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REWIND: International Business News #58

Posted on March 1st, 2013 | Author: admin

  • German Unemployment Rate Holds Steady at 6.9% – The German government released the nation’s February unemployment figures on Thursday. According to a report published in Bloomberg, the unemployment rate remained at a seasonally-adjusted 6.9%, unchanged from January. A government official described the job market as “robust” and the 6.9% figure represents the lowest unemployment rate the country has enjoyed in almost two decades and is an indicator that a revival is likely underway in the German economy.
  • French President Hollande Travel to Russia with Trade a Focus – While the German economy continues to show signs of renewed vigor, the same cannot be said across the Rhine. France’s unemployment rate remains near 13% and the economic growth remains anemic at best. Against this backdrop, French President François Hollande makes his first visit to Moscow to meet with Russian President Vladimir Putin. According to published reports, a key item for Hollande’s trip is encouraging Russian investment in France,  which lags compared to French investment in Russia.
  • Shell Suspends Arctic Exploratory Drilling for 2013 – Following a season of setbacks, Royal Dutch Shell has called off the rest of the 2013 season … in February. According a published report, problems with the company’s exploratory drilling rigs has led the company to reevaluate its methods. In a statement, Shell Oil Co. President Marvin Odum noted that the “decision to pause in 2013 will give us time to ensure the readiness of all our equipment and people.” According to the report, American depository receipts of Royal Dutch Shell rose 0.86%, or 56 cents, to $65.50 apiece in trading shortly after the announcement.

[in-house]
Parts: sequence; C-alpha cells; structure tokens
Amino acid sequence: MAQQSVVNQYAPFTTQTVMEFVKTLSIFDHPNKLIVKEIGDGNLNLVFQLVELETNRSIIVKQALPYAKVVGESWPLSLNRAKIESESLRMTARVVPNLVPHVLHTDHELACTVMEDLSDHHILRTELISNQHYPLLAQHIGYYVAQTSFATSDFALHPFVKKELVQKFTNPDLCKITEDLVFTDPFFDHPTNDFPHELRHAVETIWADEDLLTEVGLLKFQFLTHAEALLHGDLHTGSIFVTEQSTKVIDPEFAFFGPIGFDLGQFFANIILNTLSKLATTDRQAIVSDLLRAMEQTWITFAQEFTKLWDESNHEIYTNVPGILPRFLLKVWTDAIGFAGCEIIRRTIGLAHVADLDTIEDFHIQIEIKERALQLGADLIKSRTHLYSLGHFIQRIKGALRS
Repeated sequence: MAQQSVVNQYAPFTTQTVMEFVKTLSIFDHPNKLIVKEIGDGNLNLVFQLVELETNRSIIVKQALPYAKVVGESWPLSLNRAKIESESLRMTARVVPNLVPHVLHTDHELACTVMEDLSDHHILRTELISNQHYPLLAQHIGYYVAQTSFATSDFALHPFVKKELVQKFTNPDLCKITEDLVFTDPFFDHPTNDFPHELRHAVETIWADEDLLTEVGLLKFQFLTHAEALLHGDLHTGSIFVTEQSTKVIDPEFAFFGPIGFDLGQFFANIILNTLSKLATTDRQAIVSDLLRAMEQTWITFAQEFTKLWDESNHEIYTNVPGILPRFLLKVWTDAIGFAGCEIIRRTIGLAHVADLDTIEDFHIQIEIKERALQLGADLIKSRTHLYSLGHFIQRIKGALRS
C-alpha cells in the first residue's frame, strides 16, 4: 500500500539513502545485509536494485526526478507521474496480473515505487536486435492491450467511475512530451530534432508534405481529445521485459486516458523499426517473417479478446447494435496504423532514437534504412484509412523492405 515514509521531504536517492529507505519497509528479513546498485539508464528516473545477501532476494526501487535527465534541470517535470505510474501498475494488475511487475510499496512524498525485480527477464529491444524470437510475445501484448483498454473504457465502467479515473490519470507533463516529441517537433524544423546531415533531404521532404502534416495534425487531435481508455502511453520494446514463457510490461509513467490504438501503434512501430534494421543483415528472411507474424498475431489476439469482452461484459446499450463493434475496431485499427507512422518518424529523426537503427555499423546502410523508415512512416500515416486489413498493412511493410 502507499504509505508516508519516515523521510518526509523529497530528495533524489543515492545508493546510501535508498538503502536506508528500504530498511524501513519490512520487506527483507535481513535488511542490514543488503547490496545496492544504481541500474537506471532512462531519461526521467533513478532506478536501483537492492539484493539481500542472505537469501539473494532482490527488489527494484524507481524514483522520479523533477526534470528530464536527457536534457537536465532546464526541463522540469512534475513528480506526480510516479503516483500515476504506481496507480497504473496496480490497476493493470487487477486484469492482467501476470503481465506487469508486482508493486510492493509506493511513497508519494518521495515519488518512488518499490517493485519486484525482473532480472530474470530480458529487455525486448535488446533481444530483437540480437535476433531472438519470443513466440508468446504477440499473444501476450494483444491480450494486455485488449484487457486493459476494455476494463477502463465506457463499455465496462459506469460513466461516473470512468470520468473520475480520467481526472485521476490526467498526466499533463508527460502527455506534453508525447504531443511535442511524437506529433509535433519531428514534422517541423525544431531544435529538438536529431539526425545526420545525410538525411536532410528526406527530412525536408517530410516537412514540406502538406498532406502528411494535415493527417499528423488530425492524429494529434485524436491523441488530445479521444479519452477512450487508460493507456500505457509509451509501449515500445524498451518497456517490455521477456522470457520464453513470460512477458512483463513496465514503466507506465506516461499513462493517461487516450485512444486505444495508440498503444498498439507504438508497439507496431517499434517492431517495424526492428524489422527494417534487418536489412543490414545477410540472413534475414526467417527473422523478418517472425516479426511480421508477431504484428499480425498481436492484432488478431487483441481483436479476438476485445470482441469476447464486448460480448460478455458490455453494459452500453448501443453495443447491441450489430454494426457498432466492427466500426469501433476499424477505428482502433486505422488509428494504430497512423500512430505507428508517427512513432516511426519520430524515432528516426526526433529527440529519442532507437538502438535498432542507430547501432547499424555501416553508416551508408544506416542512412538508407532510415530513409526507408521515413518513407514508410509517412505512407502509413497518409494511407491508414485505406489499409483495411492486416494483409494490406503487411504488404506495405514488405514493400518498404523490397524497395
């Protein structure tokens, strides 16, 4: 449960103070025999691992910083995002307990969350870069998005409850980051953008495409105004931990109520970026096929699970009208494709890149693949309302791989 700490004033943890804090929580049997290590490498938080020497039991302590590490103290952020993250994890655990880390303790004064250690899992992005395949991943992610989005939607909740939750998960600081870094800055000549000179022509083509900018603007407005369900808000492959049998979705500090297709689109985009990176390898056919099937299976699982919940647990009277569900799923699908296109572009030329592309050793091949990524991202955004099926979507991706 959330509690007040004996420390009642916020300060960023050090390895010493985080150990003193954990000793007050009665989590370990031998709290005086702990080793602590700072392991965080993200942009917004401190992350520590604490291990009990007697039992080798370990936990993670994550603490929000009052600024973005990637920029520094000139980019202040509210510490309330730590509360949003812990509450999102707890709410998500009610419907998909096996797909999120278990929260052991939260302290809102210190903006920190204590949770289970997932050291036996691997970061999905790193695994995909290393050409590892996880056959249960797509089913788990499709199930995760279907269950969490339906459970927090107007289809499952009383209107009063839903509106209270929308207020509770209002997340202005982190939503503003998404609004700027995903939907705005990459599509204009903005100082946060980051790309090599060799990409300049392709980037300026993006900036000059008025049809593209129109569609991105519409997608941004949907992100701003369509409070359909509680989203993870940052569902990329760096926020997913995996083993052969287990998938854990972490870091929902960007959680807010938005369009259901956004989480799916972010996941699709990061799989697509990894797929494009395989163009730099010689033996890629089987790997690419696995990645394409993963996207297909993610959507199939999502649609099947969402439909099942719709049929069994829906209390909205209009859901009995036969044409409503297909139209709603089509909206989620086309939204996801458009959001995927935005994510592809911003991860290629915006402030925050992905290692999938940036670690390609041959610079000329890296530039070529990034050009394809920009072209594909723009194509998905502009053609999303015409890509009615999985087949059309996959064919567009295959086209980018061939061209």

• Pope Benedict XVI Leaves Legacy of Economic Morality  –  On Thursday, Pope Benedict XVI became the first pope in nearly 600 years to resign the office. While the connection between religious leaders and the marketplace are often not readily apparent, it is worth noting that the out-going pontiff sought during his term to interject morality into economic interactions. According to a letter published by Catholic Archbishop Denis Hart of Australia, Pope Benedict XVI repeatedly called for “civilizing” the world’s economy and argued that moral obligations must extend to the marketplace. In the Archbishop’s words, when “Pope Benedict steps down…one of his important legacies will be his significant contribution to Catholic social teaching, ensuring the economy is no longer viewed as a moral-free zone, but one where we have a better understanding of the importance of good relationships between people for our economic well-being.”